Tuesday, 23 October 2018

Psychosis Simulator: Hellblade - Senua's Sacrifice

In this blog post I want to look at the multi-platform game Hellblade: Senua's Sacrifice and how well it captures the feeling of psychosis which mostly many of us bipolar people have experienced.


Hellblade: Senua's Sacrifice is a first person game that is a first of its kind in how it unwraps how we endure psychosis.  The developer of the game is Ninja Theory and the game itself has accumulated dozens of awards.  During the development of this game they worked closely together with people who had experienced or were experiencing psychosis and the end product is fantastic. 

The game is set somewhere during the Viking era in a bizarre world and you are a young woman journeying towards saving your dearest love from the clutches of Viking hell.  While you journey you can constantly hear inner voices just as you do in real life psychosis and you have to distinguish symbols which have meaning in them.  The symbols are representative of how when we see "signs" that mean nothing in reality but in psychosis have meaning for us and in the game they similarly unlock your progression in the story..

The game really captures the dark and light moments of psychosis where you see scary images and hear a booming dark voice during dark times and when you experience lighter ecstatic times.  The contrast between emotional states is very accurately represented, so much so that I would not recommend you to play this game if you are recovering from or experiencing psychosis currently because "Yes! It's that realistic". Moreover, at some points of the game you have to sword-fight these possessed Viking men which I assume are a figment of her imagination but these parts are a welcome addition to the continuation of the game.  Here's a video I captured while fighting some of these Vikings.

The game has great meaning for us bipolar people because it is an opportunity to demonstrate to people who are unaware of what psychosis actually is, to step into our shoes for a moment and witness it for themselves.  Indeed it is set in a historic-fantasy setting but this aspect doesn't subtract from its value as a simulation of someone enduring psychosis.  As I mentioned previously the small studio Ninja Theory has picked up many awards for their efforts to show this emotional-state and I can certainly say they have rightfully earned them.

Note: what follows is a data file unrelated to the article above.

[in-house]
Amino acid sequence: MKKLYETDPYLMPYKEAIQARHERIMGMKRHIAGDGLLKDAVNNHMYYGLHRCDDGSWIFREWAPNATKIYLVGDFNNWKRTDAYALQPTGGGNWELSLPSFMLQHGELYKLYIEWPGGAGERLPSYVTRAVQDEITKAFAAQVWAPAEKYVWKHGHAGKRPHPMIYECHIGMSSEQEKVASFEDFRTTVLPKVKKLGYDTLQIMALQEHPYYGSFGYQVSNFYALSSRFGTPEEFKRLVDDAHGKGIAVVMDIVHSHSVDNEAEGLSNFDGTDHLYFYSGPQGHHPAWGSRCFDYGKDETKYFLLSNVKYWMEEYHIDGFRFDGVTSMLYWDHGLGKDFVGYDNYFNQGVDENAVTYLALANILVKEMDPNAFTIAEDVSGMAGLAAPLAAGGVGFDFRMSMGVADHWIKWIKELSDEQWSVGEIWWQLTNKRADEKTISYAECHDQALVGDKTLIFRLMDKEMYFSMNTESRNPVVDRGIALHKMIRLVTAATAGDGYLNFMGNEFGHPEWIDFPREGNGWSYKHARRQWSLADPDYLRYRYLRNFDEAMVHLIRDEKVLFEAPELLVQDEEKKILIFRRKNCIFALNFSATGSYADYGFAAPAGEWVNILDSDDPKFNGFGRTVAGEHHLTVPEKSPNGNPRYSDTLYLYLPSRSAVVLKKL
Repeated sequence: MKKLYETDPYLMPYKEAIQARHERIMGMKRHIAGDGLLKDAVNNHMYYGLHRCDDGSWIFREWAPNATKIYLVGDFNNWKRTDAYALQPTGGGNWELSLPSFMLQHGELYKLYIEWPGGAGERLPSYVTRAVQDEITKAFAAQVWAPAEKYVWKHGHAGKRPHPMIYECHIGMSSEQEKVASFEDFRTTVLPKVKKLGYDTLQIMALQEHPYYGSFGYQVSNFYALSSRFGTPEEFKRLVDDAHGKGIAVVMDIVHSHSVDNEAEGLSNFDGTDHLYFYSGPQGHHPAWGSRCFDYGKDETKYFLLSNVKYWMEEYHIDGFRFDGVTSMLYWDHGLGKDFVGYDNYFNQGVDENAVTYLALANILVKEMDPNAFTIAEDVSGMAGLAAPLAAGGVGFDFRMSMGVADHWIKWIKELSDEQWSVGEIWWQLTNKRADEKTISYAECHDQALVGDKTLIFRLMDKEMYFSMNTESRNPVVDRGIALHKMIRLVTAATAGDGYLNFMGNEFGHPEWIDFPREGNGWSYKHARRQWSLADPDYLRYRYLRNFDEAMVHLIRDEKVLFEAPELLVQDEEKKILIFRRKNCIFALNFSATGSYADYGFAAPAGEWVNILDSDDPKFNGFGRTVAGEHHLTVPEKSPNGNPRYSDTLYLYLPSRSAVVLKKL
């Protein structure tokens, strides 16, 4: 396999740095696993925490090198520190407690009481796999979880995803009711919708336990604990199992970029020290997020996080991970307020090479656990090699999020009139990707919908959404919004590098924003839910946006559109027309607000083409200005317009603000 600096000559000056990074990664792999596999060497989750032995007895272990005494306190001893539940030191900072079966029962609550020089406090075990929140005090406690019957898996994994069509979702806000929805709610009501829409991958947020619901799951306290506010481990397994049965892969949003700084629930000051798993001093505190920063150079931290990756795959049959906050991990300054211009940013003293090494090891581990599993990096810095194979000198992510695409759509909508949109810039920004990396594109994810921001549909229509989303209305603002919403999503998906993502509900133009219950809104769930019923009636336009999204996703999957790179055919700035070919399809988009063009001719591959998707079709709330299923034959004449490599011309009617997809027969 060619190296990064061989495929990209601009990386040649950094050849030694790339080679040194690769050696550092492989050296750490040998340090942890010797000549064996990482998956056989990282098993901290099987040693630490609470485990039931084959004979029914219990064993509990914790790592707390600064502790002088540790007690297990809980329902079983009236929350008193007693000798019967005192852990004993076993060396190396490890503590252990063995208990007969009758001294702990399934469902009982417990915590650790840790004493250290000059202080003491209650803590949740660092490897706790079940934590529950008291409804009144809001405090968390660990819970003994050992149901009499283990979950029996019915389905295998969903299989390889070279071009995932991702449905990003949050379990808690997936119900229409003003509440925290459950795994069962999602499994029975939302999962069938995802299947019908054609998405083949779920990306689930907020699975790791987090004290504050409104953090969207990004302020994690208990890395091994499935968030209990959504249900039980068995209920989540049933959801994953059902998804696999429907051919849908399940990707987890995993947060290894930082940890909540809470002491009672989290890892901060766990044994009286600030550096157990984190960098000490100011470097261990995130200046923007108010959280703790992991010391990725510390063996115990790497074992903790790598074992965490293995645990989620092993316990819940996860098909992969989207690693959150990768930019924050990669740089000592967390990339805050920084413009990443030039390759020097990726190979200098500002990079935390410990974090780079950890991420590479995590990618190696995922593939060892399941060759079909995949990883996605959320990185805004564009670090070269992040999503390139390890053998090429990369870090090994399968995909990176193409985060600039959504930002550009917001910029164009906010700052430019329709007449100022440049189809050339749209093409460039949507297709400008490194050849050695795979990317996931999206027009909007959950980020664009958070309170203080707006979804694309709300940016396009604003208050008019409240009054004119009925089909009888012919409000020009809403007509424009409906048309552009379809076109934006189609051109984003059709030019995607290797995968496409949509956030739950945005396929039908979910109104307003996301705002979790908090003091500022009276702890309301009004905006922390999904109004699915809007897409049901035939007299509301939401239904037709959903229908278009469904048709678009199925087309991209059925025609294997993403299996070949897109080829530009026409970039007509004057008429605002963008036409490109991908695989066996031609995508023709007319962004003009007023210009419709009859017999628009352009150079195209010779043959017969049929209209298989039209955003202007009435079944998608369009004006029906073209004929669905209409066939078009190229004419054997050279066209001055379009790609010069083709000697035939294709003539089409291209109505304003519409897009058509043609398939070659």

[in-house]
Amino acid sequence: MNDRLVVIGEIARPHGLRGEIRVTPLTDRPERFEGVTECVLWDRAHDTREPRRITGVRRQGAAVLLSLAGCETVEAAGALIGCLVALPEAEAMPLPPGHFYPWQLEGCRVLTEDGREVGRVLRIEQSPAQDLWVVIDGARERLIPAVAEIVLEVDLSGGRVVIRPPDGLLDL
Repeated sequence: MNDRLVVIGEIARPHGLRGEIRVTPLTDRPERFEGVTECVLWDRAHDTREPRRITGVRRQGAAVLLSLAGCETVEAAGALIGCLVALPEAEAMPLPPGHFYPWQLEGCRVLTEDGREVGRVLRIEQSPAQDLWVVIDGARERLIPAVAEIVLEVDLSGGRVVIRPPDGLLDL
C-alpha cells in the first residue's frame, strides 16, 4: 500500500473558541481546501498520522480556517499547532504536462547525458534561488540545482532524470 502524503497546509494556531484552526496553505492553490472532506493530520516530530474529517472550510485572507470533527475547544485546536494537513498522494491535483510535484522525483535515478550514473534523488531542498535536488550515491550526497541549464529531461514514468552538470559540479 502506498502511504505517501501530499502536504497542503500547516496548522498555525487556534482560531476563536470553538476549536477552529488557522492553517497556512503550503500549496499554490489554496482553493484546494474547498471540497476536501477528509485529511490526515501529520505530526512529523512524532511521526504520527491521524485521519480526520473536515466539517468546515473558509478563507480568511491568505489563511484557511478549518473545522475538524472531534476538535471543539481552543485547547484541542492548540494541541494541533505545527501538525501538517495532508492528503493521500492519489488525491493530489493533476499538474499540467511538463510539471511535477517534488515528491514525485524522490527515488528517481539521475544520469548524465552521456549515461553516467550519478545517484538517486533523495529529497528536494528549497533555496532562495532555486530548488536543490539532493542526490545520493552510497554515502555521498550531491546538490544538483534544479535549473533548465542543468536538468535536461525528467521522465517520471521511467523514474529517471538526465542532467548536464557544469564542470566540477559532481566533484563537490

Tuesday, 18 September 2018

Back to the Blog! Nice to see you!

So I've decided to return to writing articles on my blog again as usual about the condition I am afflicted with AKA Bipolar disorder.  It's been just over 7 years since I wrote my last blog post after which I had major writers block and subsequently worked primarily as a translator.   During this time I have not been going to a psychotherapist but I am still piously taking my medications and having routine blood test checks every 6 months to a year.  I've had two more psychotic episodes but I've recovered thankfully and now I am stable but wishing to write more about what I have learned and experienced.

Bipolar disorder is not something that has a cure but rather it is something that can be controlled.  Some bipolar people can continue their lives as normal with a healthy living style (eating fish and fruit and doing exercise).  Other bipolar people are continually struggling with this affliction and have difficulty dealing with extreme highs and most importantly the lows.  I've found that taking medication most certainly helps regulate these moods but it doesn't outright nullify them.

The most important factor here is that as a bipolar person we must accept that we will have this
condition for as long as we live and that we must face the unfortunate things that it brings to our lives and deal with them in the least harmful way possible. It's true that all human beings feel lows and highs but many people fail to understand the depths of how bipolar people feel these emotions.  One small trigger can send a bipolar person crashing down into a slump in their armchair or raise their awareness levels rocket high awakening them for days on end. Yet the key is to keep track of one's emotion levels and be aware of whether you are in danger of becoming psychotic.  In other words monitor yourself as best you can.

In conclusion I am ashamed I couldn't keep committed to this blog but as you all know people are unpredictable sometimes especially bipolar people.  I just hope my previous articles were useful for you albeit from a younger and less refined version of myself.  Hope to see you once more in the posts to come but take care for now.  Good to be back!